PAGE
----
After all, regimes and institutions only have legitimacy insofar as their offices are worthy of honor apart from whomever happens to hold them.  We may have had fathers and mothers whom we thought particularly ill-suited for the authority given to them, but if our regard for the offices they held is high enough, we may aspire to be better fathers and mothers ourselves if we have the opportunity, and give proper honor to others for doing a difficult task, regardless of how poorly it was done in our own estimation.  We may think a particular president ill-qualified for the office, but hope that a better one will be chosen next so that the dignity of the office will suffer no permanent harm.  Because the authority of an office is apart from any sort of personal dignity held by those who are in such an office, we can see the private sins and failings of a person as not having any sort of permanent harm to the robes of office that they happen to temporarily wear.  No one is irreplaceable in a position of honor and authority, not even ourselves, and separating offices from officeholders, and seeing offices as being worthy of respect and honor for the well-being of institutions and society even if we have a poor opinion of the people who often hold such authority is the only way that we can honor God and have a realistic understanding of the world in which we live.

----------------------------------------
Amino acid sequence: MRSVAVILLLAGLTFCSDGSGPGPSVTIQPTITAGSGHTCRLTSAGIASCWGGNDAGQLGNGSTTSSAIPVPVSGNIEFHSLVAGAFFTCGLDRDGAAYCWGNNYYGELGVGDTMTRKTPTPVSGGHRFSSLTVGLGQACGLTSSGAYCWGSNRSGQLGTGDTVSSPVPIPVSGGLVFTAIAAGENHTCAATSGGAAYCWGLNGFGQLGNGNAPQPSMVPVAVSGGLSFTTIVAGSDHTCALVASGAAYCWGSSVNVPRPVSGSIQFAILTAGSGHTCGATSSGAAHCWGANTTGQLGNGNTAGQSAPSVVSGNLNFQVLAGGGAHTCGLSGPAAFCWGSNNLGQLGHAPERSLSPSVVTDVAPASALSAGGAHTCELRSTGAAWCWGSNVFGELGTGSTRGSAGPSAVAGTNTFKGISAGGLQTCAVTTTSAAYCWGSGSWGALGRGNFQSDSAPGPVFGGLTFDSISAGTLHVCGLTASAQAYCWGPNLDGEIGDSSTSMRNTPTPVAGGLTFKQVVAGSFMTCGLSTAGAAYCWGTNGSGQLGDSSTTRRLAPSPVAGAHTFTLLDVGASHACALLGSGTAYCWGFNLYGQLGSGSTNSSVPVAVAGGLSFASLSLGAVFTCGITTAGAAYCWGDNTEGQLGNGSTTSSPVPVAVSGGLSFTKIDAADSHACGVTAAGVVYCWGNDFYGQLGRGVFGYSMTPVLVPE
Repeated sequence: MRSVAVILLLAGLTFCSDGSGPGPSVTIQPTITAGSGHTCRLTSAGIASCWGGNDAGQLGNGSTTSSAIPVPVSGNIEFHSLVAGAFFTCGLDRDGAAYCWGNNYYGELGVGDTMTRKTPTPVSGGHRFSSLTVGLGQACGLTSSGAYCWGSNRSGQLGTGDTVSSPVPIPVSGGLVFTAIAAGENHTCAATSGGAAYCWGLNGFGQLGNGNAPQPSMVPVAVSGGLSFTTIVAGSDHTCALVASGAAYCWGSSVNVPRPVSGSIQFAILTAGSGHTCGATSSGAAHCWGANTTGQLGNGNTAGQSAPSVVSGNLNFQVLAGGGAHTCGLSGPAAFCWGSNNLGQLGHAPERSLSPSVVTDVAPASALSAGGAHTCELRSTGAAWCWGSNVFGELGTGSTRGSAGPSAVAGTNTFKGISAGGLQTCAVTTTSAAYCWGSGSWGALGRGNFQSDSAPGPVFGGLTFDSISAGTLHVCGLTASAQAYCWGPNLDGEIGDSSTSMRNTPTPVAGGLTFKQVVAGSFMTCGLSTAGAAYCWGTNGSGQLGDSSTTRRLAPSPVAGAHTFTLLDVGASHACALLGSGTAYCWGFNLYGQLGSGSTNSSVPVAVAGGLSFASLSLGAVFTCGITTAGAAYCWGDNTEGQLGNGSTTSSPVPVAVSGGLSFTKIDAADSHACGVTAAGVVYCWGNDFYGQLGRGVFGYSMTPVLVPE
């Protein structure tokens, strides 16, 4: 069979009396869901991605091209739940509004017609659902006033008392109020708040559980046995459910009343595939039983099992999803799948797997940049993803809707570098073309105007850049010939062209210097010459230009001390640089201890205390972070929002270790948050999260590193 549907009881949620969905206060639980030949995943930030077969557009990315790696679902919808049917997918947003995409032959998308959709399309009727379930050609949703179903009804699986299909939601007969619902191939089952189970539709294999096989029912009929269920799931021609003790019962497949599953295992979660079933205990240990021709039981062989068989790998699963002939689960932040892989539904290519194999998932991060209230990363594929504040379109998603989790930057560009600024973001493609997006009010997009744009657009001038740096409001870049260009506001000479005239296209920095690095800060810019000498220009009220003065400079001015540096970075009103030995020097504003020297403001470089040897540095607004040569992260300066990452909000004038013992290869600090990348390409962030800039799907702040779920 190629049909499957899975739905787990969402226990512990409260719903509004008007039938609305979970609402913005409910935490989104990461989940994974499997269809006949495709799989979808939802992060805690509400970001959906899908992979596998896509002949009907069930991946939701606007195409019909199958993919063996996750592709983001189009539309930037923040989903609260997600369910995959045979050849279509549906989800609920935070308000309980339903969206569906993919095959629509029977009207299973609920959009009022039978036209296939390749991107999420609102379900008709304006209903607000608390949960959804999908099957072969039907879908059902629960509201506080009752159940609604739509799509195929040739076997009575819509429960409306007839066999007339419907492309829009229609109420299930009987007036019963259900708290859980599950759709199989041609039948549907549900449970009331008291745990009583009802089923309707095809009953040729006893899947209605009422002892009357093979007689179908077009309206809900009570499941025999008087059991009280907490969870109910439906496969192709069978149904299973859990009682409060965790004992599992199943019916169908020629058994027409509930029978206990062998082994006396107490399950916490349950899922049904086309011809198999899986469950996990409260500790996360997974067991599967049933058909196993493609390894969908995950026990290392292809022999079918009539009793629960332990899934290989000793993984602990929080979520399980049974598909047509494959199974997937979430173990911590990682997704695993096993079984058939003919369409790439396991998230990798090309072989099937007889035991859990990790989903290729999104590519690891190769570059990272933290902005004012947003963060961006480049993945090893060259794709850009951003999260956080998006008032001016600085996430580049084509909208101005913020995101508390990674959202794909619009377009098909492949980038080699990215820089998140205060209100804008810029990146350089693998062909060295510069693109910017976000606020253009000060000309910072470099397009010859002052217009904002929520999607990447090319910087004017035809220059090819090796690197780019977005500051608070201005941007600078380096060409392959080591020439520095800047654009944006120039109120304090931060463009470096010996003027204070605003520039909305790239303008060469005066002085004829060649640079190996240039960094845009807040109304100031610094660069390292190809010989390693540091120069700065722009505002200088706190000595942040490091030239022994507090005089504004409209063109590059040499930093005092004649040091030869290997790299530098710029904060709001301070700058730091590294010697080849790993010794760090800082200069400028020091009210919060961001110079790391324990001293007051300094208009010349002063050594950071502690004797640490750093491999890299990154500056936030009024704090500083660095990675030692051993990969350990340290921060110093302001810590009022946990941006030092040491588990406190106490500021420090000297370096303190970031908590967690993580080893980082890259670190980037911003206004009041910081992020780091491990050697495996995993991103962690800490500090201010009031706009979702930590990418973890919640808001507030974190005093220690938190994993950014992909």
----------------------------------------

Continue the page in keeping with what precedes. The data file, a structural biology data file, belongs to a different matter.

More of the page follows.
After all, it is not as if our leaders are worse evildoers than the rest of us.  We are all fallen beings.  Any leaders we have will be fallen leaders.  Some will be more corrupt than we are, some will be less corrupt, and many will be on the whole as corrupt but in different ways where both we and them could feel ourselves smugly to be superior based on our own biased perspectives.  Are cities that disregard the enforcement of just laws worthy of sanctions?  Absolutely.  Are people who mutilate small children in order to obey barbarous customs rather than our own laws worthy of punishment?  Without question.  Are there any perfect authorities present under heaven in order to exercise such authority and to enforce justice?  Not in the least.  Does the absence of perfect authorities negate the legitimacy of those imperfect authorities we have to do the best job possible?  Not at all.  Even angels are a part of the government of God with their own hierarchies and their own system of authority under God.  And if angels are a part of an ordered and structured realm, how can we humans resist the same, seeing as we require greater restraint against the evil tendencies within us?